China’s Jiangnan Shipbuilding has become the latest in a series of companies to present designs for wind-assisted propulsion for large ocean-going vessels. The shipyard reports that it developed its smart sail system internally and that it is based on a high-performance computing platform that evaluates the sail's aerodynamic properties and enables the selection of airfoil parameters.
Several companies in Europe have already begun tests on prototype sails designed to reduce fuel consumption and the resulting emissions while well-known corporations including Michelin and Chantiers de l’Atlantique in Europe and Mitsui O.S.K. Lines (MOL) in Japan are also developing concepts for sails. The designs for sails are in addition to the rotor sails which have already been successfully demonstrated to harness wind energy.
Working with Oshima Shipyard, MOL has installed a rigid sail on a bulker that is due to enter service later this year while the companies have placed additional orders for bulkers fitted with their telescoping rigid sail.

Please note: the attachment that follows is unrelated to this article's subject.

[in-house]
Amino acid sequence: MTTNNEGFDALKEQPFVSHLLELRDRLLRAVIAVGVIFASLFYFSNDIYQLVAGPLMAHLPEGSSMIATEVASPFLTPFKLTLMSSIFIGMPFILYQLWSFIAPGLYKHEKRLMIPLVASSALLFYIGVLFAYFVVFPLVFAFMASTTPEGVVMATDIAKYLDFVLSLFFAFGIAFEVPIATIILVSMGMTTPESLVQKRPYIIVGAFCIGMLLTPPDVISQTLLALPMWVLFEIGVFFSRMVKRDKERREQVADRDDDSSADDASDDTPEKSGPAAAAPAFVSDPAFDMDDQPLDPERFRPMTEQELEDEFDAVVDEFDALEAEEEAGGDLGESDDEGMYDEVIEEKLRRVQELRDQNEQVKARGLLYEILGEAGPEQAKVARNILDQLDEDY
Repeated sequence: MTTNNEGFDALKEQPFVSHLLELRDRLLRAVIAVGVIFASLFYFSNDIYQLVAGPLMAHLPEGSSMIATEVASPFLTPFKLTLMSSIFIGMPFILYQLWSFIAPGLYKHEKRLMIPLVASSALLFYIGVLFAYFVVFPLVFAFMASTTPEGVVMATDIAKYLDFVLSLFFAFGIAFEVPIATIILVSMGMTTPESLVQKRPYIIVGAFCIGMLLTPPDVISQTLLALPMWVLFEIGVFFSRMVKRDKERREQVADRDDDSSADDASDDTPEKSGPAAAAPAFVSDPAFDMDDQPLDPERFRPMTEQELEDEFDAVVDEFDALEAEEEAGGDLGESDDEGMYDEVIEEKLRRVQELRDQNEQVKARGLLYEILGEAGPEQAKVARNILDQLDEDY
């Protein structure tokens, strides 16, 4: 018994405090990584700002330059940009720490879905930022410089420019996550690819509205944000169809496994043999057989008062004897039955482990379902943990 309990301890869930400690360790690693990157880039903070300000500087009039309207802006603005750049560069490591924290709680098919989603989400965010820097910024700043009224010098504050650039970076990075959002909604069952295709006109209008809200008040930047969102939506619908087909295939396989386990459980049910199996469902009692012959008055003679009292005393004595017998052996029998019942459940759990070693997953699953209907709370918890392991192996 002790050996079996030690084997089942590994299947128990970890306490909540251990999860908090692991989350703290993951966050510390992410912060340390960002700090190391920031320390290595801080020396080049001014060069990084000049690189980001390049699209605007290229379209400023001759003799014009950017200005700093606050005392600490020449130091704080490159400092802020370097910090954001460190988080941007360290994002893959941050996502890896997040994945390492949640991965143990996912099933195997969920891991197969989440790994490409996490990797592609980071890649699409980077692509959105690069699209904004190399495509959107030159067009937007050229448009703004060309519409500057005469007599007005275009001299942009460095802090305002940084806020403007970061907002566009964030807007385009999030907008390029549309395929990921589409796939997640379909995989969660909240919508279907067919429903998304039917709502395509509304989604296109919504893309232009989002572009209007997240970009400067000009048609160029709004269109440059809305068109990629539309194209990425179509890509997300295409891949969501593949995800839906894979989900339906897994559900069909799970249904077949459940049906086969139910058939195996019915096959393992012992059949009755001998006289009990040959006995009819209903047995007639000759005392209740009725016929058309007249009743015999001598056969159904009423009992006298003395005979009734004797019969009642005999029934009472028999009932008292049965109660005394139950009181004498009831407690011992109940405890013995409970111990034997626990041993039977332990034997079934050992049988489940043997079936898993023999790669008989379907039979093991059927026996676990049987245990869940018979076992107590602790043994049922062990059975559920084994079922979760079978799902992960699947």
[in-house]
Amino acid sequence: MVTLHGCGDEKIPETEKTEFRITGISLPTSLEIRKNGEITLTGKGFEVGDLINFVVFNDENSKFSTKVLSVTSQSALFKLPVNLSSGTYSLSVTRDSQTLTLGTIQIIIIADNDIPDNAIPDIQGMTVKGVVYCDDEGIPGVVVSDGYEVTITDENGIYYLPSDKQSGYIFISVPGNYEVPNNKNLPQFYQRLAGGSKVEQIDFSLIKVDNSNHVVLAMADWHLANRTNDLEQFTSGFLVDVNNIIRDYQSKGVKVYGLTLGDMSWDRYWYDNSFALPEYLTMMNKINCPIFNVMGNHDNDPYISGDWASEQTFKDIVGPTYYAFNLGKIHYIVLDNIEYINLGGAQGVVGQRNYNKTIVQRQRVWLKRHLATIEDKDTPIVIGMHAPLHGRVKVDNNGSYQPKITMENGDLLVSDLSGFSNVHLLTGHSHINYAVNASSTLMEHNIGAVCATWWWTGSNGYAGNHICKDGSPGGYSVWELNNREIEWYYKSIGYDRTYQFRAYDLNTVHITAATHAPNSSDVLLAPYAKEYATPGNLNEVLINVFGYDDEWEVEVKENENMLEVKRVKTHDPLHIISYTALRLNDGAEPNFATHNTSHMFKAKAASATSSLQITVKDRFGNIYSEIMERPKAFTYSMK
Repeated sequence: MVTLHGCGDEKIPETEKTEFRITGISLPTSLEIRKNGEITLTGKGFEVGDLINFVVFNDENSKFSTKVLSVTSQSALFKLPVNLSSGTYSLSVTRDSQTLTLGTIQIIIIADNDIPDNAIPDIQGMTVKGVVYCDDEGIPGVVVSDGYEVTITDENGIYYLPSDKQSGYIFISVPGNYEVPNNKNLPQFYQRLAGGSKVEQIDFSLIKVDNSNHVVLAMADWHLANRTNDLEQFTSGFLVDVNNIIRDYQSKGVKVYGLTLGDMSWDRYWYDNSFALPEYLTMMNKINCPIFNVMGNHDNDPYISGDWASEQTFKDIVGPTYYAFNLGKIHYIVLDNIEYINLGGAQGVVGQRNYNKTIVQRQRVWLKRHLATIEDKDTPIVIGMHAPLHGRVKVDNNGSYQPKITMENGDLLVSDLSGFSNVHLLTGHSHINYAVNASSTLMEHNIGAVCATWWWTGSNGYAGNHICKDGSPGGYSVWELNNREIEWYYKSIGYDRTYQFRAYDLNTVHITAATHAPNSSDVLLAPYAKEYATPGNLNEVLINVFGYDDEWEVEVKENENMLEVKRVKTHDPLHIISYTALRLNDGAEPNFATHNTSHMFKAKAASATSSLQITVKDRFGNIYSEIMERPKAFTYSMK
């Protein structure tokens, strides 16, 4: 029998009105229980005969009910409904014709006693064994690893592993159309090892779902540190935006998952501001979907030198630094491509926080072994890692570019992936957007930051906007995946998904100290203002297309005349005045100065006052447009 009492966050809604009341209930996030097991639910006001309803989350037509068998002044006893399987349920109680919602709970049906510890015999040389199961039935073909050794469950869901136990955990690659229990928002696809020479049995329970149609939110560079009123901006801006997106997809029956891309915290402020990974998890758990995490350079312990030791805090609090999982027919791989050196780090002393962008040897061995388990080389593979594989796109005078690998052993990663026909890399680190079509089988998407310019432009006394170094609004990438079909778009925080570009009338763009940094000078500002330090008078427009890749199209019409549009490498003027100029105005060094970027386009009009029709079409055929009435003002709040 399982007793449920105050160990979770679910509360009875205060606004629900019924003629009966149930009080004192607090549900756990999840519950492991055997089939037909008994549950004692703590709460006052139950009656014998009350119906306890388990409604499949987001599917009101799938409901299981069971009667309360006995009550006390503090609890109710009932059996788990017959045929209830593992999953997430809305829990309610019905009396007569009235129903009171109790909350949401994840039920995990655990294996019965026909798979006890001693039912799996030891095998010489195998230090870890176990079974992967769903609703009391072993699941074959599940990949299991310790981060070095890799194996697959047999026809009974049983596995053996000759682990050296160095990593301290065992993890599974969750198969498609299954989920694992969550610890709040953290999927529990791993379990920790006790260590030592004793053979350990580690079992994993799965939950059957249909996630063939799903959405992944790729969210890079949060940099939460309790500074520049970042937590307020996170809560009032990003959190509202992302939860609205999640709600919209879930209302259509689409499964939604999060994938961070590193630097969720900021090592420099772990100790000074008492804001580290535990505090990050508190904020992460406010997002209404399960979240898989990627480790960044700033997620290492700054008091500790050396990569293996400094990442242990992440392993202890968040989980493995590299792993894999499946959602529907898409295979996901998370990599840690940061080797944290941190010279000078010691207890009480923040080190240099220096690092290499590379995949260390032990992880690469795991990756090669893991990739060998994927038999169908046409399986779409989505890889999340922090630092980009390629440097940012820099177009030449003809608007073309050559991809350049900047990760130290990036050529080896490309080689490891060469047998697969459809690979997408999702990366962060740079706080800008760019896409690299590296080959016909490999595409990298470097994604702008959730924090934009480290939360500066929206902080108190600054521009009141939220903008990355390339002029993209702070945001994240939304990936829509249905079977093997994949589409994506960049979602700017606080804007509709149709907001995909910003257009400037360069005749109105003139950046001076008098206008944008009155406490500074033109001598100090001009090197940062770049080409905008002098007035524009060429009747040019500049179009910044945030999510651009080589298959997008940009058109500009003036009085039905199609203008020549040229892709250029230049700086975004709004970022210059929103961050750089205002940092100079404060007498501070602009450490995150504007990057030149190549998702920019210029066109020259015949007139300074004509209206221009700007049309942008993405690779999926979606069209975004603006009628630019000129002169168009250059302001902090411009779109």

Jiangnan’s Intelligent Sail Bost concept is autonomous and controllable by a technology platform that automatically adjusts the sail surface according to the changes in wind speed and wind direction angle on the route. The technology used to rotate the sail ensures that it provides maximum efficiency while the use of the automatic control system equipment reduces the requirements for the crew.
The sail can be automatically lowered in height based on wind conditions and retracts freely according to the requirements of the air draft. In rough sea conditions, the ship can also quickly stow the sail to ensure the safety of the ship.
The surface material of the sail is made of polymer composite materials, and the lightweight design of the entire sail ensures the structural strength of the system under wind pressure. The lightweight and modular designs also mean that the sail can be fitted without a shipyard visit to meet the needs of the shipowner.
Jiangnan reports that its smart sail will produce a four percent saving in consumed energy. The shipyard said it is also working on a modular design of the sail system to accommodate different ship types and sizes.